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The Network Society
If there is anything we know for certain about the network society, it is this: today's networks are global and have the power to make space and distance irrelevant. Julian Bleecker's Wi-Fi Bedouin project takes this conventional wisdom and stands it on its head. In short, it is an effort to reverse the logic of global communication, which seeks to make the local global, and instead, re-deploys the apparatus, structure, and protocol of global information networks to revitalize our conceptions of the local.

The local, in Bleecker's vision is not a fixed locality, but rather, it is defined by mobility. While our traditional notions of networks posit a free floating subject able to move freely throughout a stable and clearly defined global network, Bleecker envisions an unmoored network, thoroughly local in character, which itself moves and changes based on locality. Those localities are even able to hijack the network and transform or re-write the Internet into a radically different form.

Doing so not only poses the question, "What if the Internet was not the same everywhere?" but forces us into the realization that because of economic, political, and ideological differences the Internet is not the same everywhere. Accordingly, Wi-Fi Bedouin forces us to ask not only how does the local matter, but where does it matter?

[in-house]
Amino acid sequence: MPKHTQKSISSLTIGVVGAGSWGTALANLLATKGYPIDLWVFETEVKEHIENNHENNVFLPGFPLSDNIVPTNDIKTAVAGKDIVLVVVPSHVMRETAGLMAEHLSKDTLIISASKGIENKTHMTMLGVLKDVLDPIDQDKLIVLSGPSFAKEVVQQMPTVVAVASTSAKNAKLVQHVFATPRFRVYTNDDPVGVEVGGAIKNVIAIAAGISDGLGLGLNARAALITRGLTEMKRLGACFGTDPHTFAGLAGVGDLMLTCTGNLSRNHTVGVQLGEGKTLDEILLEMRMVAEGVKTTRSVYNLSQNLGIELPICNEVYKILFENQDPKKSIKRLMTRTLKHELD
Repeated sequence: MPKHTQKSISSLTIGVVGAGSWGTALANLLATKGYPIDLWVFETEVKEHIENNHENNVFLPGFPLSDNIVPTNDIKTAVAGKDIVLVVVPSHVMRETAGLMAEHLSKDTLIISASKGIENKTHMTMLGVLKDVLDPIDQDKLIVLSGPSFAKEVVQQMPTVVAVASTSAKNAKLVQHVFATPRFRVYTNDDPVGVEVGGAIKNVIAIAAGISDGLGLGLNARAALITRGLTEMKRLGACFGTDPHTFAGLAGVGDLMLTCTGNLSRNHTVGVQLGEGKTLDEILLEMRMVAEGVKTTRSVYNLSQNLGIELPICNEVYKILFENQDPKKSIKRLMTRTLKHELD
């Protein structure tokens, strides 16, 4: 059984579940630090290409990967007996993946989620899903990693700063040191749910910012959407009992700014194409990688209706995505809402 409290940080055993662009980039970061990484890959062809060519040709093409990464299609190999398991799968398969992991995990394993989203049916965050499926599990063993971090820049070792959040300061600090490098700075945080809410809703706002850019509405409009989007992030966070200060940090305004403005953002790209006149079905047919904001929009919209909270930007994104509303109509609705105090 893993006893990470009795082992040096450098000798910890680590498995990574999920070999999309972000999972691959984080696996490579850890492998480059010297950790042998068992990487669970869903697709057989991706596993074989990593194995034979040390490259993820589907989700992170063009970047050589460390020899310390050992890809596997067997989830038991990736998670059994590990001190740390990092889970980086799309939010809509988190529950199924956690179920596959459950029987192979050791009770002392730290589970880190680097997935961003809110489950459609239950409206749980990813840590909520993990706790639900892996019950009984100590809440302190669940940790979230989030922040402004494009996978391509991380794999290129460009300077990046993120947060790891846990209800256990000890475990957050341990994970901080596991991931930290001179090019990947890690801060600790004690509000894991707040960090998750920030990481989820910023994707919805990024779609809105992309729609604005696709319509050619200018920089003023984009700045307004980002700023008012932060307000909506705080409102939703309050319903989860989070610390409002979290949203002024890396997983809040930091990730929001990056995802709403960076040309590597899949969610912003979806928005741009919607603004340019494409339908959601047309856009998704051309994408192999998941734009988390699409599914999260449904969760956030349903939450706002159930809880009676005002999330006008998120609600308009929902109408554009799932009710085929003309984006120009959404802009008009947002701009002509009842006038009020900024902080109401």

This refiguring of localization and mobility, challenge the most basic binary construction of the information society, the binary in which the global is privileged over the local. In doing so, Wi-Fi Bedouin is also an invitation to think through and deconstruct that binary, asking us, for the moment, to invert the privileging of terms and to examine the ways that the local character of communication is erased within the homogeneity and fixity of contemporary networks.

As a result, this project does much more than simply provide a means to create mobile, local networks. It provides the means to think through a new political economy of network communication and community, revitalizing our conception of the local and reframing notions of mobility.

- Douglas Thomas, University of Southern California, 04.16.2006